Being single isn't fun when you don’t want to be. But, for many entrepreneurs, it is a fact of life.
Entrepreneurs aren't your typical person. We eat, breathe and sleep our businesses 24 hours a day, seven days a week, 365 days a year in a way that even the most dedicated employee doesn’t. Entrepreneurs are responsible for their organizations ability to pay bills, pay employees, pay themselves and still generate a profit. They are responsible for the health and well-being of the enterprise and for the company’s ability to remain relevant and grow. There is almost no separation between them and their businesses and they are always working, even if that work is simply thinking about their business.
So much of our business is our life that we tend to approach relationships as business transactions, too. And that's why so many dating and relationship experiences fail for us. Really.
Don't believe me? I asked an expert. Christina Weber is creator and host of New York City-based Underground Unattached, a unique dating experience that brings together 40 (20 men and 20 women) prescreened, like-soul and like-minded singles for an evening of play, with the intention of creating meaningful connections. She specializes in driven, ambitious professionals. What has she found? Well, she says, when entrepreneurs find themselves in a relationship that isn’t working, they make a similar mistake that corporations make: "They hire quickly and fire slowly," she said.
Since entrepreneurs dedicate most of their energy to their work, they find it easier to have someone than no one. Therefore, it’s easier to keep Mr. or Mrs. Wrong around than it is to cut their losses and move on to finding Mr. or Mrs. Right. Christina says that entrepreneurs are perfectionists and, therefore, rather than looking for love, they are “seeking great love. They don’t want to 'settle.'" For that reason and a lack of time dedication, that is why many entrepreneurs remain single.
Now, being single isn't the worst thing. Many “experts” insist that it’s better to spend your 20s getting to know yourself, developing your career and creating financial stability for before you settle down. That's a change from the time where getting married was high on your list of priorities. In fact, if you got to your 40s without a mate, people just plain looked at you funny.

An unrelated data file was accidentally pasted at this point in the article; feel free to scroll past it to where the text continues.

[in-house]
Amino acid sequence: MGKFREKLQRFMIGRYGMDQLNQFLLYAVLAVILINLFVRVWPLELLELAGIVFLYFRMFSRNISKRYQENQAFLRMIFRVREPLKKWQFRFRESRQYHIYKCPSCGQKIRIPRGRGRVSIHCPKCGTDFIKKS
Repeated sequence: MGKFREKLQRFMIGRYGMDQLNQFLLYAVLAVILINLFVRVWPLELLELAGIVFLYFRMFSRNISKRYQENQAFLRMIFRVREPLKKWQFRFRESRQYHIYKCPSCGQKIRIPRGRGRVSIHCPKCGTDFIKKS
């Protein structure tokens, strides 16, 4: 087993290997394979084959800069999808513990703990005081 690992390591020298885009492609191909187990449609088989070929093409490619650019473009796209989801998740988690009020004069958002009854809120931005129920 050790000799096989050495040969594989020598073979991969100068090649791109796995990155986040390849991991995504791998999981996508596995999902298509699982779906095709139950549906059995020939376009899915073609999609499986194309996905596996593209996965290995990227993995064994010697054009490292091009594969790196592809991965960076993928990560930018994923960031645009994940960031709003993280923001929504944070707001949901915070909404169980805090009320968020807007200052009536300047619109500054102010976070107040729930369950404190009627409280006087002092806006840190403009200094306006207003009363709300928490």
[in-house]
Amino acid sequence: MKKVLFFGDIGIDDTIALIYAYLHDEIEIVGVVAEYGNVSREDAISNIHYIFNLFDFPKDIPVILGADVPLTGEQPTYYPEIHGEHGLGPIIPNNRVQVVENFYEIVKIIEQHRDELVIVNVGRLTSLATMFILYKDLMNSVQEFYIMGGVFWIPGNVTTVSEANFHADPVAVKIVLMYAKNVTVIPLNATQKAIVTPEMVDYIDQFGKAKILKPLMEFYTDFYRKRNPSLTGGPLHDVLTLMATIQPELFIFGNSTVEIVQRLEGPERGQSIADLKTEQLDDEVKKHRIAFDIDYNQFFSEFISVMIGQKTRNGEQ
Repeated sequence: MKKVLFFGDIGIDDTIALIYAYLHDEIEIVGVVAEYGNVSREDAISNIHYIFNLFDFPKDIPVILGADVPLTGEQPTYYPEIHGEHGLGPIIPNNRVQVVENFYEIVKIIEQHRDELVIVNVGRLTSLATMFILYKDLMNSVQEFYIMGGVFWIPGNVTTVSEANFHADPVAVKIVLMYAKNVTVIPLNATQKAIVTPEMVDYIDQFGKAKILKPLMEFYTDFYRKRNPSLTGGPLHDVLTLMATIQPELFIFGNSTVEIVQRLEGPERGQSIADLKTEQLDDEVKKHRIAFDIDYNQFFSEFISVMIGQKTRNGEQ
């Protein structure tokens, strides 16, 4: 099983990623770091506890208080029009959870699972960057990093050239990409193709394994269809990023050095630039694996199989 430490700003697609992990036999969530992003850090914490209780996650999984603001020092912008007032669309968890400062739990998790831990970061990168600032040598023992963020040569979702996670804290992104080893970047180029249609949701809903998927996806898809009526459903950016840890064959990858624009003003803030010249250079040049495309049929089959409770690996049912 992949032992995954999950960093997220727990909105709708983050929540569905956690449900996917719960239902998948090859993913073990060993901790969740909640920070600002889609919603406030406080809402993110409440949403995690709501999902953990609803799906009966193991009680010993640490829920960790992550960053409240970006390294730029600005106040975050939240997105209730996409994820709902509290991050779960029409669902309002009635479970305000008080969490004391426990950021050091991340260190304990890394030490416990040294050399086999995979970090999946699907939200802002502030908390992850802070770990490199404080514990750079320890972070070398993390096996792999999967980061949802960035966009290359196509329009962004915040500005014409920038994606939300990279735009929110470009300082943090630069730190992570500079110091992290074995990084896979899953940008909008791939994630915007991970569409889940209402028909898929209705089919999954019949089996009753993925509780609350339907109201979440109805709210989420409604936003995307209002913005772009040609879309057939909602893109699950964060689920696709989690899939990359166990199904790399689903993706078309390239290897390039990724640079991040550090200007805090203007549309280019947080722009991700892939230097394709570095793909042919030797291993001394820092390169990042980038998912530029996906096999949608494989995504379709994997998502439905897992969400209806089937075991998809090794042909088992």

Nowadays, though, there is no rush. And online experiences like Plenty of Fish and Tinder make dating almost a game. Saying you're "looking to get married" on one of these sites is almost as taboo as being single well into your 30s a few decades ago.
But entrpreneurs run the risk of losing an opportunity to meet their soulmate. Despite how easy technology has made dating, unless you're lucky enough to meet your partner in your professional travels (like I did), meeting Mr. or Ms. Right requires time and commitment that entrepreneurs generally don’t want to spare. And even when someone catches their interest, after a short time of dating, there’s a good chance that the dedication and time devoted to their work gets old fast and becomes the demise of the relationship. For entrepreneurs, it’s not only about finding someone who is compatible and attractive. It’s about finding someone who understands you, encourages you and supports you and your crazy work schedule.
So if you’re a driven, ambitious, work-around-the-clock entrepreneur, what’s the answer to you finding love and partnership that will last? According to Weber, you have to "trust that as you continue to grow as a leader, you will meet someone to complement your efforts and push you further along your journey. With that said, you also must invest energy in finding a mate."
Approach your relationship as you do your career, she says. "A successful relationship doesn't happen overnight," she said. "Date. If you find a shortage of people to date, hire a matchmaker, ask friends if they have an introduction for you, try online dating... put yourself out there.”
Regardless of your approach, one thing's for sure: you must keep a positive attitude because attitude really is everything. If you start thinking or (worse) saying, "I'm never going to meet 'the one,'" then you've already set yourself up for failure. You are ambitious in your professional life, so apply that ambition to your personal life as well.
Like you would in business, if what you're not doing isn't working, change your approach fast!
Related: Before You Rush to Fail, Read This